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  • Will do, thanks!

    As far as the version numbering goes, might I point to your own description of the versioning system you use?

    Version 2.4.2 is a z release, which your described versioning method says should contain “urgent bug fixes, security or maintenance changes only”. In fact, it contains a new feature (sorting by author), and thus falls under at least a y release. I would describe the new function as a “minor enhancement”, consistent with your stated versioning system.

    Dropping backwards compatibility of any kind is only mentioned in the x version identifier description:

    A major change *might* mean it can break backwards compatibility but I strive to not do this, if at all possible. However code “bulk” is equally something I am concerned about so will often provide backwards compatibility for some time before finally phasing it out in a major release.

    So it seems that, at least in 2016, you agreed with me that breaking changes like raising the required version of a dependency (WordPress, PHP, etc.) should come with a major version bump. If your versioning system has changed and that post is simply outdated, then I rest my case on this front.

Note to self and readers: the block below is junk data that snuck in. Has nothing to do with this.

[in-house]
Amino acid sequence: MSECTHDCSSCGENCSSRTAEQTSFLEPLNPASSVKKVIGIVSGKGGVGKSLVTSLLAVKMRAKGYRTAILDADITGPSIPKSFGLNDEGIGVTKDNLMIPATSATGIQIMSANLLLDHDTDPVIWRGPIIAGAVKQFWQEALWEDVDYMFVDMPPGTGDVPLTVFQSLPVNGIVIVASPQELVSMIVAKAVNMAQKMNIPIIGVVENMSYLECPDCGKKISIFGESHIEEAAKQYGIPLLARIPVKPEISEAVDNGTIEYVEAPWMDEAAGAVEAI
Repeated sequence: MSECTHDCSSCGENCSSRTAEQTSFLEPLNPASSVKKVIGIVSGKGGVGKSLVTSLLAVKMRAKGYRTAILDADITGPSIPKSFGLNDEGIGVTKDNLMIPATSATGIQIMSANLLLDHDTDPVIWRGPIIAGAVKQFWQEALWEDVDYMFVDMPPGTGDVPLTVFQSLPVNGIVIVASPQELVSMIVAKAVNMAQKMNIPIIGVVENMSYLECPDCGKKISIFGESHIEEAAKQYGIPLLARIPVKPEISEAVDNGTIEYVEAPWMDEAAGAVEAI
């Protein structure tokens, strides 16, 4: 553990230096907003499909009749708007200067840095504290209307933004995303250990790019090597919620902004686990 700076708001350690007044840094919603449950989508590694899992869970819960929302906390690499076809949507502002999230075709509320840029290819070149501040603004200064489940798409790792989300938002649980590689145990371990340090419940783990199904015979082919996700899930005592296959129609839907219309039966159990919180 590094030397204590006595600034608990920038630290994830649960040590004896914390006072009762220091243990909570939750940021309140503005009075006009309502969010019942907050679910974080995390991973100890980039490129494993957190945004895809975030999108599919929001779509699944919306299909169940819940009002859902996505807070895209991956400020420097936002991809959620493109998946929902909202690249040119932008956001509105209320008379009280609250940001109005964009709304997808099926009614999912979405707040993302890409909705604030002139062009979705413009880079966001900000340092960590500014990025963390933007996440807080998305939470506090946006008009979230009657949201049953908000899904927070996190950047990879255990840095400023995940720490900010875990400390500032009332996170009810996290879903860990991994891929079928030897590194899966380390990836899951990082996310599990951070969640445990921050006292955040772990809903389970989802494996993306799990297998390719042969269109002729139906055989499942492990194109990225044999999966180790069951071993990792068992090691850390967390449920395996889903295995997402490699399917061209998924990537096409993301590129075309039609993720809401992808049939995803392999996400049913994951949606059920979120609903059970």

I do, however, think it’s a bit odd to offer such a relatively simple plugin that cannot run under every environment WordPress itself can. Maybe I’m biased. I do steward a Python project that runs on both 2.7 and 3.3+, even though that causes some code headaches, but I put up with them because I think it’s worth supporting users who can’t upgrade yet. And in this case, the overhead to support PHP 5 really isn’t that big. It’s all of a five-line change. (It would be a seven line diff if I used intermediate variables to store the uppercase versions of the strings to compare, but I see no reason to go back and amend the pull request unless you actually want to merge it.)

    This change should have been mentioned in the changelog.

    Bumping major dependency versions like this also probably should come in a major version bump, or maybe minor version, but not a patch.

    Since the PHP 7 requirement stems from a single use of the new <=> operator in the function to sort by author, I don’t think it would be unreasonable to simply implement the author sorting with PHP 5 syntax and keep compatibility.

    The site in question no longer exists; the domain has expired (wasn’t mine; I was consulting). So there’s no URL to send any more…

    I hope the test post types will be removed soon. They shouldn’t have been added to the stable plugin release in the first place if their only purpose was gathering debug logs.

    Capped the Customize -> Social media buttons screen:



    What happens to the email templates if the theme is updated? Doesn’t WordPress remove the old theme folder and unpack the new version in its place?

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